Civility in the Workplace
In 2016, 62% of employees were treated rudely at work at least once a month, according to a global, annual poll on workplace incivility. Does that figure surprise you?
The sad consequence of rude behavior is that 22% of employees say they purposely quit doing their best work due to incivility. The impact on the organization is a decline in overall performance as employees feel less committed, spend less time at work, and even take out their frustrations on clients.
At the request of a long-time client, we recently developed a program on communicating professionally—using tools for body language, active listening, meetings behavior, handling conflict, email and telephone etiquette, and stopping gossip.
But where do we find role models from history (our specialty) to illustrate civility? Our research discovered that George Washington wrote “Rules of Civility and Decent Behaviour in Company and Conversation” as a school exercise in 1744. Many of his 110 rules are equally relevant today as they were two centuries ago.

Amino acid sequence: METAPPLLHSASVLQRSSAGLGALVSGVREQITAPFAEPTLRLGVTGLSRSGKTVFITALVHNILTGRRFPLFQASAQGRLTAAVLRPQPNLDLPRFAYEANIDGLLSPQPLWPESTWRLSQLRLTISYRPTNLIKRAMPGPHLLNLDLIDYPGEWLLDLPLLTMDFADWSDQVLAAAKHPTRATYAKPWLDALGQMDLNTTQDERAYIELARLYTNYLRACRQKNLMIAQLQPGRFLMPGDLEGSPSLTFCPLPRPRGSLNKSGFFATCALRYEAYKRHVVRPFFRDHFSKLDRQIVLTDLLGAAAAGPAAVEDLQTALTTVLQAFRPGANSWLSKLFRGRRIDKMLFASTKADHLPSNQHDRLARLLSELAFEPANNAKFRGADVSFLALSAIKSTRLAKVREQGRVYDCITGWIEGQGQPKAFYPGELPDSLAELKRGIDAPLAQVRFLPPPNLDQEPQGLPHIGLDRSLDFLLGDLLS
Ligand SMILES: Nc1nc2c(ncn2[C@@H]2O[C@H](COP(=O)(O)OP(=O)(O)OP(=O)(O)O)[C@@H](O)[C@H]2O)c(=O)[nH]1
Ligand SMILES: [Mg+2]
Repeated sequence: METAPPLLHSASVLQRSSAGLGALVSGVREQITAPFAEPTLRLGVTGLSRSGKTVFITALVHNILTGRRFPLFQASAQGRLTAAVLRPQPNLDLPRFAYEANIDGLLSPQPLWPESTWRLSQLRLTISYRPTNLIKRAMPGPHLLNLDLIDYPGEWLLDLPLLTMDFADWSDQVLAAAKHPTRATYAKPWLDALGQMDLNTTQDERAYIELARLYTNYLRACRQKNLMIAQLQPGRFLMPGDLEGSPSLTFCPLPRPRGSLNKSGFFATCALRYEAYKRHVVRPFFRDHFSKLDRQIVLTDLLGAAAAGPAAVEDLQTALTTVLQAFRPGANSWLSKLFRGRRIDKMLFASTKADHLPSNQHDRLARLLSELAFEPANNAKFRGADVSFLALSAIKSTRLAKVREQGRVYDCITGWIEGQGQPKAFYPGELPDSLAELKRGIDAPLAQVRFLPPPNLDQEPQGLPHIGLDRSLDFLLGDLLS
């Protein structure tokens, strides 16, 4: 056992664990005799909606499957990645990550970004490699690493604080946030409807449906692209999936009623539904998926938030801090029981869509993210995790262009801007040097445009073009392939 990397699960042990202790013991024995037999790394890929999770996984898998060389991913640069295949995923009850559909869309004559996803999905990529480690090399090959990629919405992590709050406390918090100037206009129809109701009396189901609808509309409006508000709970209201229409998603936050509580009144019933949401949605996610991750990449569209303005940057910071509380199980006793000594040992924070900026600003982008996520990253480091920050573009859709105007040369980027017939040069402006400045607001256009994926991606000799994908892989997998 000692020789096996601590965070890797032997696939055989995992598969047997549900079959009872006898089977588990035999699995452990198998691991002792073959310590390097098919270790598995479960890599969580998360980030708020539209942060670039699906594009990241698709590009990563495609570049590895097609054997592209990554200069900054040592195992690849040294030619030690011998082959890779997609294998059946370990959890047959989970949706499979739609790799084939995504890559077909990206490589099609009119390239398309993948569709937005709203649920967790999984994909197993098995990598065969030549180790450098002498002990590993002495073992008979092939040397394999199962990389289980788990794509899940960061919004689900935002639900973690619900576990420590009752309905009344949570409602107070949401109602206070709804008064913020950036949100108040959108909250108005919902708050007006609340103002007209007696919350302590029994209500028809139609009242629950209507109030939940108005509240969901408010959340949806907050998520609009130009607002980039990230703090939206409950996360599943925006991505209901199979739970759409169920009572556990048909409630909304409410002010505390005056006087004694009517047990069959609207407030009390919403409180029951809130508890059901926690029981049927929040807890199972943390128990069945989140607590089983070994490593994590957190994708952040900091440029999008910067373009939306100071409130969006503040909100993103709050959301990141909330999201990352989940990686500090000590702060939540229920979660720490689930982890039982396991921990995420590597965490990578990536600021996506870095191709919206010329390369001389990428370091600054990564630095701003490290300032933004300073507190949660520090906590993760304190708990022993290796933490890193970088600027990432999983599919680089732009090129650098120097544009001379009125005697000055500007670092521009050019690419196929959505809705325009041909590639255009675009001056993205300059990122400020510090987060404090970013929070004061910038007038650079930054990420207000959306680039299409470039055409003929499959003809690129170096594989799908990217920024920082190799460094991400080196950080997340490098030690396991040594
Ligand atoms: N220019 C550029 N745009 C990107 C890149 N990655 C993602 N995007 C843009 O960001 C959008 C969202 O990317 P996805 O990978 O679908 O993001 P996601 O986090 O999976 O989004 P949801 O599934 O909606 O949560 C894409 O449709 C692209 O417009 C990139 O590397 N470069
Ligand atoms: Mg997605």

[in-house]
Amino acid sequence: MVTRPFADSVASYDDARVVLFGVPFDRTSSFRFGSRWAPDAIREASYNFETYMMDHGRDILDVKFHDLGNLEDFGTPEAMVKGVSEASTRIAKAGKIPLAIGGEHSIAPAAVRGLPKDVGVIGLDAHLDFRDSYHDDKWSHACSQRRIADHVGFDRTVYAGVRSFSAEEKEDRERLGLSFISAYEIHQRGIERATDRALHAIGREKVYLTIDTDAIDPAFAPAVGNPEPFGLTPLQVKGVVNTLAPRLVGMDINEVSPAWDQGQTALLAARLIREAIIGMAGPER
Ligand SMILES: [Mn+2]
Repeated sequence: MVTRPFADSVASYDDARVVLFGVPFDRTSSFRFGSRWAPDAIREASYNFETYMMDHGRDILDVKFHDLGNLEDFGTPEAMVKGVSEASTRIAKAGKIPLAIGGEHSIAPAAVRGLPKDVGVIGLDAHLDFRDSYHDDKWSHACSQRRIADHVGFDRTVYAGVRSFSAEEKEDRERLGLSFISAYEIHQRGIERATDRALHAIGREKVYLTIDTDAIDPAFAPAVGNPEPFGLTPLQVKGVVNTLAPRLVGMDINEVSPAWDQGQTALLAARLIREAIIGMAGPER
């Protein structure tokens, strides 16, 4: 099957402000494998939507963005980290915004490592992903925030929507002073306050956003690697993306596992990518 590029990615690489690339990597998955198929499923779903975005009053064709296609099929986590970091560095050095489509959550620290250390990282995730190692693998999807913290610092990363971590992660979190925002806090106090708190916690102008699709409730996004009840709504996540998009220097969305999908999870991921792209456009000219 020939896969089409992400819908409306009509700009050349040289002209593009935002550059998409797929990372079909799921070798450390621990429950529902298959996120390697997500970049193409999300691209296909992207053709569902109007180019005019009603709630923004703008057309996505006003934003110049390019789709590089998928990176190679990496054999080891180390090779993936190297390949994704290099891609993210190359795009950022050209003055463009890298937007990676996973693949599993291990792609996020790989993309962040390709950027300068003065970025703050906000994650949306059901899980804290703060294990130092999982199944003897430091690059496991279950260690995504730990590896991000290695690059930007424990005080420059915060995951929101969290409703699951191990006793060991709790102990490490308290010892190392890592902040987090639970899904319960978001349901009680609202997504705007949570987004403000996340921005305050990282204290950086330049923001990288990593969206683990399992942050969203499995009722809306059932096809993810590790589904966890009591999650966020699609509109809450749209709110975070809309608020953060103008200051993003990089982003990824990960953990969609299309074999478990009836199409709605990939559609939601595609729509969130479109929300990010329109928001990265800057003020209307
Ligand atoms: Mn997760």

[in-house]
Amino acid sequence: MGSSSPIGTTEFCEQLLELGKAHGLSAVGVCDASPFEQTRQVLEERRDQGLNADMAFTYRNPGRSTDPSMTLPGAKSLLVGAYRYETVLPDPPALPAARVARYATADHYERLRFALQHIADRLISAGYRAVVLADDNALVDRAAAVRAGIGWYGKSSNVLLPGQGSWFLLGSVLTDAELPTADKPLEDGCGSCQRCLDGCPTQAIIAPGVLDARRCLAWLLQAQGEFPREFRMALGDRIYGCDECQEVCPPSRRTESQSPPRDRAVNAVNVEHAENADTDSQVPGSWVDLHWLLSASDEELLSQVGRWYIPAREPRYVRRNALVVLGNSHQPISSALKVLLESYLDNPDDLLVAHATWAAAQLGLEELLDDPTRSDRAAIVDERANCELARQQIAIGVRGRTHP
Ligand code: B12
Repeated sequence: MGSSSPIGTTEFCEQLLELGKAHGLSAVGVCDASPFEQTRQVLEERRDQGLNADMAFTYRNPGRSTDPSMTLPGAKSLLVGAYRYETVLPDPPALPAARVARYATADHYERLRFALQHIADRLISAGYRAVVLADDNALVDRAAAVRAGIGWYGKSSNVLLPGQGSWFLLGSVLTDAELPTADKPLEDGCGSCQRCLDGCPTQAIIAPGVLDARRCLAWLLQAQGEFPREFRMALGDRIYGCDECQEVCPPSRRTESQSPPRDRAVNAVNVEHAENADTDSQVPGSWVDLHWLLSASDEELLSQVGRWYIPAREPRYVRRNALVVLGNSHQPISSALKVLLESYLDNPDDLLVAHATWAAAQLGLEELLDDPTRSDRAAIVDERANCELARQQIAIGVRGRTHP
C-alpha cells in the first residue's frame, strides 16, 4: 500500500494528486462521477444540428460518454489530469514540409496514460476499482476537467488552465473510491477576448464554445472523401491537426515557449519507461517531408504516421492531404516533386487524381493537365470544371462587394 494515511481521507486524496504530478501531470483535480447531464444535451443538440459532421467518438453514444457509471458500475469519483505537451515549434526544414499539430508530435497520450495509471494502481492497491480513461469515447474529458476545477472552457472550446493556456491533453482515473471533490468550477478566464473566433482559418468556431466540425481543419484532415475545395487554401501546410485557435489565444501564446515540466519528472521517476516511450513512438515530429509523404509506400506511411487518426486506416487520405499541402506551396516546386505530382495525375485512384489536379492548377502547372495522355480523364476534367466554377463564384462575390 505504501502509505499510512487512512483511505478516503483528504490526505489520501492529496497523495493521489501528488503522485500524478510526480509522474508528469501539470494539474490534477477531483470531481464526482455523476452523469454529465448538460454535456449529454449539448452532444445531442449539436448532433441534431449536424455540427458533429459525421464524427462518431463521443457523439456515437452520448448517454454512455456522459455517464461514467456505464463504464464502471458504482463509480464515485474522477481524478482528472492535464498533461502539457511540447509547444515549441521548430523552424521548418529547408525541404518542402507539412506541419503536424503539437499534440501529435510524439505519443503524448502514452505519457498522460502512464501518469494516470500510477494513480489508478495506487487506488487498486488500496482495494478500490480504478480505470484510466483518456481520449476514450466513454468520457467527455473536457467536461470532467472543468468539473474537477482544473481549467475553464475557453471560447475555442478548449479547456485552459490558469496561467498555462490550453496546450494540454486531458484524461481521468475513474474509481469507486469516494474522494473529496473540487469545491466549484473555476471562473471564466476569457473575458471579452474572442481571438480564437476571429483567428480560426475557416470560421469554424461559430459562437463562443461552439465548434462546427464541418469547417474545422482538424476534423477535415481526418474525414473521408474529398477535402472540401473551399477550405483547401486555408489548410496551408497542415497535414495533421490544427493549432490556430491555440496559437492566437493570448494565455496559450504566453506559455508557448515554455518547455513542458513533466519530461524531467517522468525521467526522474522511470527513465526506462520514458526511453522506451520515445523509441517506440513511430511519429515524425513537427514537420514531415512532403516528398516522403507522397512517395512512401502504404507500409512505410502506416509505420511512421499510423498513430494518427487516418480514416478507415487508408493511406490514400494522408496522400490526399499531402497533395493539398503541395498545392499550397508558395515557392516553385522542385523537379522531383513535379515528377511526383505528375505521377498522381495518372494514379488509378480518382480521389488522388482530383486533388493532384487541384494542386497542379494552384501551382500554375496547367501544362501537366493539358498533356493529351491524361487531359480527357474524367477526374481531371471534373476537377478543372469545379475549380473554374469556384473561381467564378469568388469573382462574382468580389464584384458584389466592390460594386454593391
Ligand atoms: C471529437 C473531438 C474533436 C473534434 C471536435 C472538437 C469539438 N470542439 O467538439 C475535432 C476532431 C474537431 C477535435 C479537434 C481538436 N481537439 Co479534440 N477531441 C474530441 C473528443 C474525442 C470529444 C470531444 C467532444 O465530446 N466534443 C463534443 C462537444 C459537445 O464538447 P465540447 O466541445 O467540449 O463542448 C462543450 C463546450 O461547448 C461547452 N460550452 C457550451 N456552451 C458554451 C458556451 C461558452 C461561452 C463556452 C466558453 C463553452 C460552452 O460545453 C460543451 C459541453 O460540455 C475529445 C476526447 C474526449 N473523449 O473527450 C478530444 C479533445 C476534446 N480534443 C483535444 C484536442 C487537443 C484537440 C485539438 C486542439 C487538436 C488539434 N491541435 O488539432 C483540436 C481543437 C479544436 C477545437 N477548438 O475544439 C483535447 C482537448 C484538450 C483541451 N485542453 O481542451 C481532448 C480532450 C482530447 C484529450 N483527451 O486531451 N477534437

Thank you, Mr. President. Anna Post, great-granddaughter of Emily Post, puts Washington’s rules into perspective.
Manners do change over time, our society advances, so how we interact as part of it changes, too. We see this in the disappearance of chaperones and calling cards, and in new standards for new technology, such as cell phones and social networks. But there are some aspects of etiquette that are tried and true, gold standards unchanged no matter the times, no matter the culture. These essential principles of how we treat one another are consideration, respect, and honesty... They are the standard to look to when you are unsure of how to act.
If you need some civility training for your team, give us a call, 717-334-9089. Let’s help bring respect back to the workplace.
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